When I started doing cold extraction, however, I realized that a new possibility opened up: Blending the beans together with water. Being suspended and stirred this way, they are moved and spread around the blender, leading to a more even grinding result. Any heat produced will be dispersed by the water. And as the beans spend the entire time submerged, losses of aromatic molecules by evaporation will be minimized. This is not something that would be possible when doing a hot extraction, as you wouldn’t have the time to properly grind the beans down, and it would be practically impossible to establish the proper extraction time as the particle sizes would be changing throughout most of the extraction time.

So, as an amendment to the previously reported recipe on cold coffee extraction, here’s the blending process described in more detail. Keep in mind that this will not give you a more even grinding result than what you’d get with a good coffee mill. But good coffee mills are expensive, whereas a blender is likely already present in the household. And if it is, then the following method will definitely be better than blending them dry and can be tried out for no additional material costs other than the price of the beans.



1. Buy good beans.

It doesn’t matter how you grind or extract your coffee, this one still holds true. Which beans are to be considered good on the other hand…


2. Per 1 liter of coffee: Take 120 g of coffee beans and put them in a blender with enough water that they can stir properly.

How much that is will depend on the size of the blender used, so you may have to scale the amount of coffee you make up or down accordingly. Keep in mind that it should obviously not exceed the total amount of water you’d use for the amount of beans you have, which would be 7.5 dl for 120 g.

Coarsest grind setting

The color in the water shows that the beans already start extracting, but only very, very slowly.


3. Blend the beans with the water.

So far I’ve gotten the best results by blending until the grounds are somewhat less than 1 mm in diameter. It may take a while for the grounds to get down to that size, even at high blending speeds, and a lot of very fine powder will be produced in the process.
Unfortunately I don’t have any more precise advice than that, since there are many different types of blenders, all with completely arbitrary settings. So, ultimately, you’ll have to find your preferred best setting and time yourself. Which some might say is part of the fun when making coffee, but I know it’s usually not so much when trying to reproduce a scientific experiment.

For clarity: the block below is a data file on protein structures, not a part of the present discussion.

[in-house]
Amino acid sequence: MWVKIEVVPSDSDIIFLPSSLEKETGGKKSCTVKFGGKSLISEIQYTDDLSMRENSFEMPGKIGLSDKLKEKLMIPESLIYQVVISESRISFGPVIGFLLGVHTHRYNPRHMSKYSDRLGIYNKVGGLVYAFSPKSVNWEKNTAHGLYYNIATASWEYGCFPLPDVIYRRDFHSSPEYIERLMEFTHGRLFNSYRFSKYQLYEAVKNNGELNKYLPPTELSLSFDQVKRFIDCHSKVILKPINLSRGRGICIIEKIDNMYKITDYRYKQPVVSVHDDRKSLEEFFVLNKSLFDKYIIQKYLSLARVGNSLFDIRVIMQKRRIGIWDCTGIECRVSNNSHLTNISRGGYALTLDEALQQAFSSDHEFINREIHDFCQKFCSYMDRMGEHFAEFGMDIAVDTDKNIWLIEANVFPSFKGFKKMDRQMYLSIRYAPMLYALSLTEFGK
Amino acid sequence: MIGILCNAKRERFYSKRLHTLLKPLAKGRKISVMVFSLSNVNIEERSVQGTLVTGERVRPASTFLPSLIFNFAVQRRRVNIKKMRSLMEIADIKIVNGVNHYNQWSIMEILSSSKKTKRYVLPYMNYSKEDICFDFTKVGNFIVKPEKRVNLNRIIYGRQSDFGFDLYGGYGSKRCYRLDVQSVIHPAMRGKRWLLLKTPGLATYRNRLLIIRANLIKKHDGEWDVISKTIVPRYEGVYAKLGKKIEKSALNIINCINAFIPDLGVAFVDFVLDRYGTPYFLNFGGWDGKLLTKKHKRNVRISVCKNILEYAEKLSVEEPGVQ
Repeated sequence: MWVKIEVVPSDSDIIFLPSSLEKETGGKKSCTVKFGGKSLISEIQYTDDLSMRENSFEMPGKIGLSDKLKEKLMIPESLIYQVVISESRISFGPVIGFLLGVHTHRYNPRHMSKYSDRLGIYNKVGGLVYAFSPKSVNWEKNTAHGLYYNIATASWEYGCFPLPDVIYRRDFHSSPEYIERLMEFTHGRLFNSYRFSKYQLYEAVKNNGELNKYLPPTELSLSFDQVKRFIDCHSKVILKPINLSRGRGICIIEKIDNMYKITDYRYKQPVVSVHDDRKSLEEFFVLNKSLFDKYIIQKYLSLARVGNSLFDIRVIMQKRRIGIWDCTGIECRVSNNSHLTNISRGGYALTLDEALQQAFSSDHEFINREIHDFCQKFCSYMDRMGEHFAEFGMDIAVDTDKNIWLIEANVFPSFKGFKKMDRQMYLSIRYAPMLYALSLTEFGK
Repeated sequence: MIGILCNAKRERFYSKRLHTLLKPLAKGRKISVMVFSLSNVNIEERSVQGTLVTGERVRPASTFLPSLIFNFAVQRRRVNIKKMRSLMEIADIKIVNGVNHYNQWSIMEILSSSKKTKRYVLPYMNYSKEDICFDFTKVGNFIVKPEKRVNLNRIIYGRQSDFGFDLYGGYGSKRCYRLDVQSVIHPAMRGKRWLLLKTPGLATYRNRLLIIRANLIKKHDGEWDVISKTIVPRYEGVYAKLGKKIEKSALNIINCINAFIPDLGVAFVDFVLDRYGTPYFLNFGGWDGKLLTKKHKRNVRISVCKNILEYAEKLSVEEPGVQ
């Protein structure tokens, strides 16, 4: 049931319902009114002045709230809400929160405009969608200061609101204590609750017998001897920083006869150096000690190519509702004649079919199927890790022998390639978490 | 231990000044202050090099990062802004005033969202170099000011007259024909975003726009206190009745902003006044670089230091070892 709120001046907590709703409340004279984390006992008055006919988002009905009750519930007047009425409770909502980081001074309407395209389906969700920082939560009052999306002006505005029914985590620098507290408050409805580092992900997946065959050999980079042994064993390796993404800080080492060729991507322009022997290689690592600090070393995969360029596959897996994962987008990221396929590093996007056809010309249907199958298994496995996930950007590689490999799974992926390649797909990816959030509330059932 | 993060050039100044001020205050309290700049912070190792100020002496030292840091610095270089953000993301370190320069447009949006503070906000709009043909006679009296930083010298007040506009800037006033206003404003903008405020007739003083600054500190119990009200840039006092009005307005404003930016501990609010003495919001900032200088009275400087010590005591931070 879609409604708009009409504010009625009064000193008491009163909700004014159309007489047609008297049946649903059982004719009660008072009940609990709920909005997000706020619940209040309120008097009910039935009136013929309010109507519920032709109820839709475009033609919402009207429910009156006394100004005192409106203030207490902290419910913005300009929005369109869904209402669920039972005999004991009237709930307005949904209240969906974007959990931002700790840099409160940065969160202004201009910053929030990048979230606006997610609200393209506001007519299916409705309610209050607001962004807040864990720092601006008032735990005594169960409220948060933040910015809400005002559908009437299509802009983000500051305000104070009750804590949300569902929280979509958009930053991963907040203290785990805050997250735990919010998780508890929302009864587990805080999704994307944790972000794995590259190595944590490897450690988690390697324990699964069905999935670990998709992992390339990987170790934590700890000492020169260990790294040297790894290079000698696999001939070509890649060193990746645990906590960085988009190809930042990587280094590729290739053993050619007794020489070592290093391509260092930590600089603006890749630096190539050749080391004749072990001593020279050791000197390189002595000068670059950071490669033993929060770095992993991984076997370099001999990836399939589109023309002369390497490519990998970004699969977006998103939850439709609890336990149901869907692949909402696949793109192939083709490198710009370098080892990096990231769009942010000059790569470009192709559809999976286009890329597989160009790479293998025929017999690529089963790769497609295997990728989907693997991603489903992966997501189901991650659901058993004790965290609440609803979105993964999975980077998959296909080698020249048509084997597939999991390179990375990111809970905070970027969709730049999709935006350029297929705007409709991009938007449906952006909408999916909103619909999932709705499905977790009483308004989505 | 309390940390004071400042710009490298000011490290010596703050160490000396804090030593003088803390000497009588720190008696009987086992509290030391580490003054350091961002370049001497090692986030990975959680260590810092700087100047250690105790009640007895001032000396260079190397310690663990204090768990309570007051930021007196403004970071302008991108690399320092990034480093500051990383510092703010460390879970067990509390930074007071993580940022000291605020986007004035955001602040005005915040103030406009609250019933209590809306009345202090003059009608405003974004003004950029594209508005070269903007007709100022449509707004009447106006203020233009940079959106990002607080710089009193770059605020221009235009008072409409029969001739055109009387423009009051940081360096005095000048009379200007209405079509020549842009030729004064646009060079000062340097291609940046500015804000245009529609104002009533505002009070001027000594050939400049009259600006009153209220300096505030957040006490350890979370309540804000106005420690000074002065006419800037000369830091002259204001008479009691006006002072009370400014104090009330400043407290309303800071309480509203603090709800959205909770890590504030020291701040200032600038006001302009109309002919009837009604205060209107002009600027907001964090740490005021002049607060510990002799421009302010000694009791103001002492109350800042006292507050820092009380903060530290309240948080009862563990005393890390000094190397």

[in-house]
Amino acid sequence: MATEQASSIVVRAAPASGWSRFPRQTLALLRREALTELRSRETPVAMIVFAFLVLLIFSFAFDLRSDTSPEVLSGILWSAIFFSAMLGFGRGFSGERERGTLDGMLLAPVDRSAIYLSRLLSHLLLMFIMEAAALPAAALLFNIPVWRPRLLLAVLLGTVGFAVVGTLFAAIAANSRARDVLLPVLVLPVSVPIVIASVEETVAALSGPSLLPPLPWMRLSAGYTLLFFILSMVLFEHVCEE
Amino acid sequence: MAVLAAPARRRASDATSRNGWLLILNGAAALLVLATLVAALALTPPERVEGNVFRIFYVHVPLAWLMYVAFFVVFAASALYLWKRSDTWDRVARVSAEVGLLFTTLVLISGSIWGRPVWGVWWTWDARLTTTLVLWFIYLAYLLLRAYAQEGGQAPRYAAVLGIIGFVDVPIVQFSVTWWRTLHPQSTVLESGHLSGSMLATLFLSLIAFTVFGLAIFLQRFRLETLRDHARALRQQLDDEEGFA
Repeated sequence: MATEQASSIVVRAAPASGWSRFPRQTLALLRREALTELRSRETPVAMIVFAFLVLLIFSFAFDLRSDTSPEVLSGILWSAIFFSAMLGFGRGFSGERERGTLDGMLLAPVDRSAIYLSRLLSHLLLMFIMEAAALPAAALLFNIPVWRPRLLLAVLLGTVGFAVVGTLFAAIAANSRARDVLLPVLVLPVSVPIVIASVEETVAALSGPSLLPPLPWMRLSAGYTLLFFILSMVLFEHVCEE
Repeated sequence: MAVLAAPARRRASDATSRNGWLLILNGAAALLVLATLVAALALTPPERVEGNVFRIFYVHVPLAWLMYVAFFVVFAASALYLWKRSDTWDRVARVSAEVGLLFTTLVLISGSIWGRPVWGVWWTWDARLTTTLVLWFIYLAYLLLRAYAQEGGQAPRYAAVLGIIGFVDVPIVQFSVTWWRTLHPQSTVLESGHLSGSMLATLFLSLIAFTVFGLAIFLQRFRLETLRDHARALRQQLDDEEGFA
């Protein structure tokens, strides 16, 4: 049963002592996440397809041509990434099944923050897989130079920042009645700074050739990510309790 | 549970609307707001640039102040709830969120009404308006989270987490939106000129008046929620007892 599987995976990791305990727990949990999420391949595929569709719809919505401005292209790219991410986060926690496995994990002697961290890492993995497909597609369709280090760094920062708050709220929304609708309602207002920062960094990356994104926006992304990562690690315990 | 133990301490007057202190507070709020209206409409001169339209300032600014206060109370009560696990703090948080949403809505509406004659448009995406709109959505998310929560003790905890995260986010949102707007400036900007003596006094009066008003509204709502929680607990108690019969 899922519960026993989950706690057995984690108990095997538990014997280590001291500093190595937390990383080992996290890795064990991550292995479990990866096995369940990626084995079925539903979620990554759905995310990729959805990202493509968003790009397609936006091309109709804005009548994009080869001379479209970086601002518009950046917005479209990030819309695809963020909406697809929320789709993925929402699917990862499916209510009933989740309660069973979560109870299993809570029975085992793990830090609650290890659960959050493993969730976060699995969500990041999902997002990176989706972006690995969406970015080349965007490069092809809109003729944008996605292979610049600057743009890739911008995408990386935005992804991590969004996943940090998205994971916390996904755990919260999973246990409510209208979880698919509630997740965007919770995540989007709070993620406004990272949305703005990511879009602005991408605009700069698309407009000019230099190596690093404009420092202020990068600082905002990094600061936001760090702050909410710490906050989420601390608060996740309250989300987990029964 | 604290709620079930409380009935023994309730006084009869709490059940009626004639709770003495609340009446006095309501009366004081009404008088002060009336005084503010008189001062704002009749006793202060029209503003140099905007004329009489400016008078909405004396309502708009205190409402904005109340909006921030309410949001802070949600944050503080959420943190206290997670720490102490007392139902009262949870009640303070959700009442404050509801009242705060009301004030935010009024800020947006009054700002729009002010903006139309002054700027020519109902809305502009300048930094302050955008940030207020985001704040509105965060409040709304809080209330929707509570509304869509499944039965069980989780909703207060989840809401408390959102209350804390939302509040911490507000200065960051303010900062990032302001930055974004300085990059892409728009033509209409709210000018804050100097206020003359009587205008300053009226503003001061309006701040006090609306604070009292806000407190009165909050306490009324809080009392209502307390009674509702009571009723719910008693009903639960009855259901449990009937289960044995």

Mixed Blend

Any grounds that are stuck to the walls won’t be ground down any further. You can flush them down with more water if that happens, but restarting the blender usually throws grounds up there again.


4. Keep the suspension in a sealed glass container.

Pouring out the suspension is easier when done immediately after stopping the blender, as the grounds won’t have started clumping together yet. To get all the grounds out, you can flush them out with water until you’ve reached the 7.5 dl of water.

Made with Blender

From this point forward, it’s essentially the same recipe as described in the previous blog post.


5. Stir the mixture after 15 min. and after another 45 min., leave it for 10 – 16 hours, then decant through a sieve twice to receive the final concentrate.

Remember that the ideal extraction time is entirely dependent on particle size, so those 10 – 16 hours are meant only as a rough guideline for typical particle sizes.

Brown Coffee

There is one major difference: The coffee is cloudy and lighter in color, indicating that coffee oils were emulsified during blending. You may or may not like that, but it’s probably something you’ve never tried before.

Water cooled coffee bean grinding and how things taking longer can open up new possibilities

Willy Kuo

is a PhD student in the Interface Group. When not applying his biology and chemistry education to foodstuff, he uses it for high resolution 3D imaging with X-ray micro-CT and 3D light microscopy.